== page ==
Home > IWD, Women In Tech > IWD2018 – Another year followed by a stream of broken promises.

IWD2018 – Another year followed by a stream of broken promises.

As a woman in Tech, I find this one of the most depressing days of the years. And this year more so because I have just wrapped up at an industry tech conference.

Companies, committees and organizers state: “we are changing things, it’s better and if something does happen it won’t be tolerated.” Personally, I call BS. Yes, it has gotten better. There is no doubt about that, but it hasn’t gone nearly far enough. The reality of it is, in 2018 I was still hugged, touched, hands-on back and arms over my shoulder by men I barely knew, if at all, this WEEK.  The Canadian MVPs are over 200 strong, I think it’s closer to the 250, and guess how many of them are women? 15. My fellow MVP listed us in a single tweet.

Jen tweet

There were so few women at this conference that the women’s washrooms were empty. I had the entire washroom to myself. Imagine a line of open stalls. It’s sad that the only time this happens is at STEM Conferences.

I was asked yesterday about how we can fix this. It’s a good question, and I don’t have the answer. But here is my list as a place to start in the workplace:

  1. Put more strong women on the stage. This week I only saw one woman take the stage to present. And by strong, I mean a woman who the others look at in the room and draw inspiration from.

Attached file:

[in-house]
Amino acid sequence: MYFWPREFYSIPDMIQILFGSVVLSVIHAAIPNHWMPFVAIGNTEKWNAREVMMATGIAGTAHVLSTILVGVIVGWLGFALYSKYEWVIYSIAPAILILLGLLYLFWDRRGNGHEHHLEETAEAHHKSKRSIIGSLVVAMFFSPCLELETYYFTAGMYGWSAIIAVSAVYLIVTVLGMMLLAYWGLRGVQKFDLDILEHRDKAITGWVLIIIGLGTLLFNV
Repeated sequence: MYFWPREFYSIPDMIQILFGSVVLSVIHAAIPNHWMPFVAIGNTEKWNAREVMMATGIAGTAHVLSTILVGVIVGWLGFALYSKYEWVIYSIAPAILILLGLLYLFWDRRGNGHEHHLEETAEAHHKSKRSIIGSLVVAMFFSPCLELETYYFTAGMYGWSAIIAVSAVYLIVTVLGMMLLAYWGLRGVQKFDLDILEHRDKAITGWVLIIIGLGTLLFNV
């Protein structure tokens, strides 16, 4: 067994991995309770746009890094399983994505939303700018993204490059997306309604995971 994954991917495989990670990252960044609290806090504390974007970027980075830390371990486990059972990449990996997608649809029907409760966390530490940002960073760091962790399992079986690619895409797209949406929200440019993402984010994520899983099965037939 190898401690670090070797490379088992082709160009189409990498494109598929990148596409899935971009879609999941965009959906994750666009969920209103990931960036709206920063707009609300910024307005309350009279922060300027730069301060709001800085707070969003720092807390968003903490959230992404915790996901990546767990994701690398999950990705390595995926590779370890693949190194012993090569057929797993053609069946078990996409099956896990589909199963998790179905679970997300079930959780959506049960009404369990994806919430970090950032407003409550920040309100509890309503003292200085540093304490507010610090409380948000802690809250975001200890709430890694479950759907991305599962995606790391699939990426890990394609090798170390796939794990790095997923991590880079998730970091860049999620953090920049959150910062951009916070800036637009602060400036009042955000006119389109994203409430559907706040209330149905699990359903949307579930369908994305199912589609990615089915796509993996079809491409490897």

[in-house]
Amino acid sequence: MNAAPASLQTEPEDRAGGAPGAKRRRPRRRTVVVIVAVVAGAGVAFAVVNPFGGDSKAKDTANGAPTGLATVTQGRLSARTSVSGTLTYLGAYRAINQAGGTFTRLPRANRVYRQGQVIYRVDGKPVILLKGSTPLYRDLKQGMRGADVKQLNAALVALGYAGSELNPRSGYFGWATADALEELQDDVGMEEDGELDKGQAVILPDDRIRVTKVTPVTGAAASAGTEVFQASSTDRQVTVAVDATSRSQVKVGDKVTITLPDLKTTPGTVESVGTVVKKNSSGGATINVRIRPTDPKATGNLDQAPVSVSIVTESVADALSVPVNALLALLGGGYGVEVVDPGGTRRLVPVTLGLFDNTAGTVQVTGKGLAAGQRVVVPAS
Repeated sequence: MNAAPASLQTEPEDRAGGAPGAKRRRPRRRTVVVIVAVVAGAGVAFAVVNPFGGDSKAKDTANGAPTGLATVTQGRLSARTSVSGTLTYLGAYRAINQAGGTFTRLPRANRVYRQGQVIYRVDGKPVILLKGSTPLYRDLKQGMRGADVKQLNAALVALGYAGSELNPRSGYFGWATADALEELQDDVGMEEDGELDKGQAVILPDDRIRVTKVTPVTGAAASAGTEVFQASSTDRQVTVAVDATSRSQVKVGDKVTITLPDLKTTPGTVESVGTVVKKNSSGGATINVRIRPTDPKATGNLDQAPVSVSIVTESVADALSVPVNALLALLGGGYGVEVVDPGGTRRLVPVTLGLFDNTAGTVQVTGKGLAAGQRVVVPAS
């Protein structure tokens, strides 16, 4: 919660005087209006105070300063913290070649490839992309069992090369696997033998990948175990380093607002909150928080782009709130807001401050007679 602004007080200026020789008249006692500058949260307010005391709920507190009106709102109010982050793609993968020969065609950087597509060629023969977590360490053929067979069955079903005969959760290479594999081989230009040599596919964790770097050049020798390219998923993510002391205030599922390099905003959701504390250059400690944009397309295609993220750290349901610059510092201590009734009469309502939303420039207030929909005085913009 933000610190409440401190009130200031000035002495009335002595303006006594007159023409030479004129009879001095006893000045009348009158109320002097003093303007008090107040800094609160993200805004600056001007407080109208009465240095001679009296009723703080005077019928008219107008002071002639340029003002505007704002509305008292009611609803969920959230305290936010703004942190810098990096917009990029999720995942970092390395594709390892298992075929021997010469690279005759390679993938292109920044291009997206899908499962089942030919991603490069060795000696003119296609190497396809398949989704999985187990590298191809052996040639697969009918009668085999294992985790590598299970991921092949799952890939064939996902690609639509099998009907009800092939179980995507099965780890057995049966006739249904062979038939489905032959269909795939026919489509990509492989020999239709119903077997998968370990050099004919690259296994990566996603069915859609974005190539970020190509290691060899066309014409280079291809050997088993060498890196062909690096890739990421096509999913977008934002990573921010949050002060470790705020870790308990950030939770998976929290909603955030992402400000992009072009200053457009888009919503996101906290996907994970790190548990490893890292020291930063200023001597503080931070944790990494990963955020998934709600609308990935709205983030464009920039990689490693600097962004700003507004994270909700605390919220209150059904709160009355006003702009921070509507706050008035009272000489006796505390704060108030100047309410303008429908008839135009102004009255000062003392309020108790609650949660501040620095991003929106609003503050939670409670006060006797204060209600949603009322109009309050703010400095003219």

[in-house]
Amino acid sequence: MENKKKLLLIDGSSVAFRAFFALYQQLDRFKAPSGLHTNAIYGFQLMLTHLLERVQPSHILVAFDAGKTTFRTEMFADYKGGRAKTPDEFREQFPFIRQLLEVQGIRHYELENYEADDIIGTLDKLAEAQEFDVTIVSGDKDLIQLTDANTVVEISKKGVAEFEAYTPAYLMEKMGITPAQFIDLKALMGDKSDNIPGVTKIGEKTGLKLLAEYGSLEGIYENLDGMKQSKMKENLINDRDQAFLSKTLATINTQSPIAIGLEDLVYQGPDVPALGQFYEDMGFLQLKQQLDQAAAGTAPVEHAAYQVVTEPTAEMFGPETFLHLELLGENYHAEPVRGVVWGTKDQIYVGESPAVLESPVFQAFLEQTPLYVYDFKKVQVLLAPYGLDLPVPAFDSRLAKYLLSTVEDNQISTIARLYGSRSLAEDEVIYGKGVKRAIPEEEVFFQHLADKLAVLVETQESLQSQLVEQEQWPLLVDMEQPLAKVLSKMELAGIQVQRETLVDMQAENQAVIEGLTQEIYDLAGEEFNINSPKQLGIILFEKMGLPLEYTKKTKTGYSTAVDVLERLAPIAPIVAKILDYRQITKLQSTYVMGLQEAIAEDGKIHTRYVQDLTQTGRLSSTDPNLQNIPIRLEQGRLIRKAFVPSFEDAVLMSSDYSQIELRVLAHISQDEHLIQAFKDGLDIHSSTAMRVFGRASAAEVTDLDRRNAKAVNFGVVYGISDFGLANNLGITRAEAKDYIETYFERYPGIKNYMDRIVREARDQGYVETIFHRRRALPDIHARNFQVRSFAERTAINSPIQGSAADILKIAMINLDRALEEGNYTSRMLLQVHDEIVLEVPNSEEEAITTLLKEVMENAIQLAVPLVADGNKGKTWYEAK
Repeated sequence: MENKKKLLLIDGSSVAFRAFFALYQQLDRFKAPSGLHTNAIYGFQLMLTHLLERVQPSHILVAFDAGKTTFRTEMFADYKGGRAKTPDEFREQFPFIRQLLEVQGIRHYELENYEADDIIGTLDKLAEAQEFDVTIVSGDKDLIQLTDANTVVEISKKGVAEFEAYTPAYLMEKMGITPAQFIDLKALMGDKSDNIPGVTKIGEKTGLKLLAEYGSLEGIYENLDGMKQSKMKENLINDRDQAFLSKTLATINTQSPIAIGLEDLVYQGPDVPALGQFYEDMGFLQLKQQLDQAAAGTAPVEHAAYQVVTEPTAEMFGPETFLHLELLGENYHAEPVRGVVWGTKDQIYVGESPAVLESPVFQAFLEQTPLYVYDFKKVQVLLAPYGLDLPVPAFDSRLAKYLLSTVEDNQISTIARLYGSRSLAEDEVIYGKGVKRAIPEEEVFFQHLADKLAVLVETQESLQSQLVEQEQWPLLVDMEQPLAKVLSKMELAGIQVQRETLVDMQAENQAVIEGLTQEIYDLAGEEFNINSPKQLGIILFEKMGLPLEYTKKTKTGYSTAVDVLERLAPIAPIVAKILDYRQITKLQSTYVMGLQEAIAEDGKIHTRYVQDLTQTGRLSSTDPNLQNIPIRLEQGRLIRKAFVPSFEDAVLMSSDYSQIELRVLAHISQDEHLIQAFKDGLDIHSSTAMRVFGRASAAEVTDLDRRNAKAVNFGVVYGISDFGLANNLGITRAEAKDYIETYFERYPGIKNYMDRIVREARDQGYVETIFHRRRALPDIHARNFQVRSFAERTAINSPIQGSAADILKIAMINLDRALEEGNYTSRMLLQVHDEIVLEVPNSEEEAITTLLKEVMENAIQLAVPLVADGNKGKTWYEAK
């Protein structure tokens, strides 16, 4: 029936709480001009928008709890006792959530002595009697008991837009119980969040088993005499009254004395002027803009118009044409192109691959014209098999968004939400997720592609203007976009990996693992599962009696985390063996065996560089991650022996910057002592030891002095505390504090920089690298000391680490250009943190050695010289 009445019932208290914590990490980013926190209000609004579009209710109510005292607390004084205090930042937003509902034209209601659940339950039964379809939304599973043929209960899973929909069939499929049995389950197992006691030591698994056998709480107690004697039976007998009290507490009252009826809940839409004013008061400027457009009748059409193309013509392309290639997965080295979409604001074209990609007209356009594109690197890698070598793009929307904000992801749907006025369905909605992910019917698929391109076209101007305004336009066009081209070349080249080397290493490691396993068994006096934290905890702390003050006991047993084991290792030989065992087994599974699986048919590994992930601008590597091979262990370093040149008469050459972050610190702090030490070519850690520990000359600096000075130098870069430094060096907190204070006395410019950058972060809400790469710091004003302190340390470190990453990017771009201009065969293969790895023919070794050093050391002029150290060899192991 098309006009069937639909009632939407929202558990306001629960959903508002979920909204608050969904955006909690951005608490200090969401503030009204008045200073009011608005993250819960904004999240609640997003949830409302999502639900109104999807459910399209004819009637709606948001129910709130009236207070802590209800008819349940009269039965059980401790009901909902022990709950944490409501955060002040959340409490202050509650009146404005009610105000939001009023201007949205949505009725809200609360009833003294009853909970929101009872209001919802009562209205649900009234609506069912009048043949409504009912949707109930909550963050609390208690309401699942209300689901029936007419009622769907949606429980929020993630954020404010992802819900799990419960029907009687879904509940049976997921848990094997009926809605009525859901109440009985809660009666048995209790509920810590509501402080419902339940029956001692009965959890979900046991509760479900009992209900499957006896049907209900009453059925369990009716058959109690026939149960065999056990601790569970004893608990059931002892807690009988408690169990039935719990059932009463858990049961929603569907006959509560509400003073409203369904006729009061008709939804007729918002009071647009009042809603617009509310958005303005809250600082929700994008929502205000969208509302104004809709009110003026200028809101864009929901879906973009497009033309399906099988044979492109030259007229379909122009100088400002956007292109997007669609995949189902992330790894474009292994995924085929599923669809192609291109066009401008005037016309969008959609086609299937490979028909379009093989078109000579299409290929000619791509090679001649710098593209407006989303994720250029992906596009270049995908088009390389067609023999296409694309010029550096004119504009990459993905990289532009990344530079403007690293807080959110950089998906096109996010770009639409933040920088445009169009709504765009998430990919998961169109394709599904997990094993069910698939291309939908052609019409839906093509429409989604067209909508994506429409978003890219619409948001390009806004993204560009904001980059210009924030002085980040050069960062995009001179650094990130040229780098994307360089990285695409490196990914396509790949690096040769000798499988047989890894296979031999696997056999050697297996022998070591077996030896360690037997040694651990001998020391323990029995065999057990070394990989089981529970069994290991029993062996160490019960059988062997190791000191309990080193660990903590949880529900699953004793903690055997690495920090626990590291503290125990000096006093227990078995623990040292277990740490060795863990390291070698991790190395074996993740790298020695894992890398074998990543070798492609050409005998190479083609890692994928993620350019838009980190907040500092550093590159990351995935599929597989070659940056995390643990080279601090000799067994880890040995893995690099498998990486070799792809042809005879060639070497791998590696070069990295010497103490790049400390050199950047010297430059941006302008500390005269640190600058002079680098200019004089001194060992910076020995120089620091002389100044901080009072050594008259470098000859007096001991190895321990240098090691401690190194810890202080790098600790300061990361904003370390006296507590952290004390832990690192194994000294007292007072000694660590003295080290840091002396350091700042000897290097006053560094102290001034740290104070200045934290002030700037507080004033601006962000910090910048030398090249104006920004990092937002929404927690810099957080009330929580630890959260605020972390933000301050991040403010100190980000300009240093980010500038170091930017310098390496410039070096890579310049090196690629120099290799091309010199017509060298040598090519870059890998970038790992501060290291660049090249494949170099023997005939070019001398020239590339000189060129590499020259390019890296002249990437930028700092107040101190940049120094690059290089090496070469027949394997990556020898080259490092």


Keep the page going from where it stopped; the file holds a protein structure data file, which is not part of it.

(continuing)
2. Showcase your female employees. I’m betting a lot of them have dealt with inequality in their profession and giving them a voice inspires others.
  3. To the women out there, if there an issue, report it. Companies cannot fix a problem they don’t know they have.
  4. HR, if an employee reports an issue, do something about it.
  5. For the men. Before you drape your arm over the women beside you, place your hand on her back, hold her elbow, give her a hug, etc. simply ask yourself this question “would I do the same thing to a male counterpart?”

This was not meant to pick on men.  I work with some amazing men who I admire and are huge advocates for women in STEM. I met several men this week who know there is an issue and are taking steps to a more inclusive environment, whether that is in the workplace, conference or IT User group etc.

This is not a woman problem nor is it a man problem it’s a people problem and one that we have to fix together.

 

Categories: IWD, Women In Tech
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